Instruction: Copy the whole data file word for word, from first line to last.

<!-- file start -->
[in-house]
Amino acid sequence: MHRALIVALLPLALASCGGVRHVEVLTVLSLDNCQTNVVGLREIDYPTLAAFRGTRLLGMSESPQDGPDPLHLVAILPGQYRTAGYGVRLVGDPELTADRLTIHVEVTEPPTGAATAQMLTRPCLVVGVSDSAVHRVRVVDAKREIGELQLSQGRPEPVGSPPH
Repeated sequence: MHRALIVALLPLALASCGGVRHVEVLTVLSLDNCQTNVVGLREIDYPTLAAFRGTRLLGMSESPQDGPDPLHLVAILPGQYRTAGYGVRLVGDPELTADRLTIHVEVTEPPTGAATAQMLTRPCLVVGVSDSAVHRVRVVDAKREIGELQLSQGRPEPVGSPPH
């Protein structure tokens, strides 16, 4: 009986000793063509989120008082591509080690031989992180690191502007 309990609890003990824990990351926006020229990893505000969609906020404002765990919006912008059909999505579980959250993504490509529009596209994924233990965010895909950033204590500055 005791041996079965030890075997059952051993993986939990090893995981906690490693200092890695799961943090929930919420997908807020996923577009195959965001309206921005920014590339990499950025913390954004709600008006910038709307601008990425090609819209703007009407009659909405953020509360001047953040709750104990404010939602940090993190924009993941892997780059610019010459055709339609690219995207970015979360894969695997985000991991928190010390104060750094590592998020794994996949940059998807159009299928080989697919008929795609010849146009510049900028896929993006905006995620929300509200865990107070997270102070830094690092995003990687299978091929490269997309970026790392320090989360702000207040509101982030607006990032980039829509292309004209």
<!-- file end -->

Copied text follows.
[in-house]
Amino acid sequence: MHRALIVALLPLALASCGGVRHVEVLTVLSLDNCQTNVVGLREIDYPTLAAFRGTRLLGMSESPQDGPDPLHLVAILPGQYRTAGYGVRLVGDPELTADRLTIHVEVTEPPTGAATAQMLTRPCLVVGVSDSAVHRVRVVDAKREIGELQLSQGRPEPVGSPPH
Repeated sequence: MHRALIVALLPLALASCGGVRHVEVLTVLSLDNCQTNVVGLREIDYPTLAAFRGTRLLGMSESPQDGPDPLHLVAILPGQYRTAGYGVRLVGDPELTADRLTIHVEVTEPPTGAATAQMLTRPCLVVGVSDSAVHRVRVVDAKREIGELQLSQGRPEPVGSPPH
């Protein structure tokens, strides 16, 4: 009986000793063509989120008082591509080690031989992180690191502007 309990609890003990824990990351926006020229990893505000969609906020404002765990919006912008059909999505579980959250993504490509529009596209994924233990965010895909950033204590500055 005791041996079965030890075997059952051993993986939990090893995981906690490693200092890695799961943090929930919420997908807020996923577009195959965001309206921005920014590339990499950025913390954004709600008006910038709307601008990425090609819209703007009407009659909405953020509360001047953040709750104990404010939602940090993190924009993941892997780059610019010459055709339609690219995207970015979360894969695997985000991991928190010390104060750094590592998020794994996949940059998807159009299928080989697919008929795609010849146009510049900028896929993006905006995620929300509200865990107070997270102070830094690092995003990687299978091929490269997309970026790392320090989360702000207040509101982030607006990032980039829509292309004209």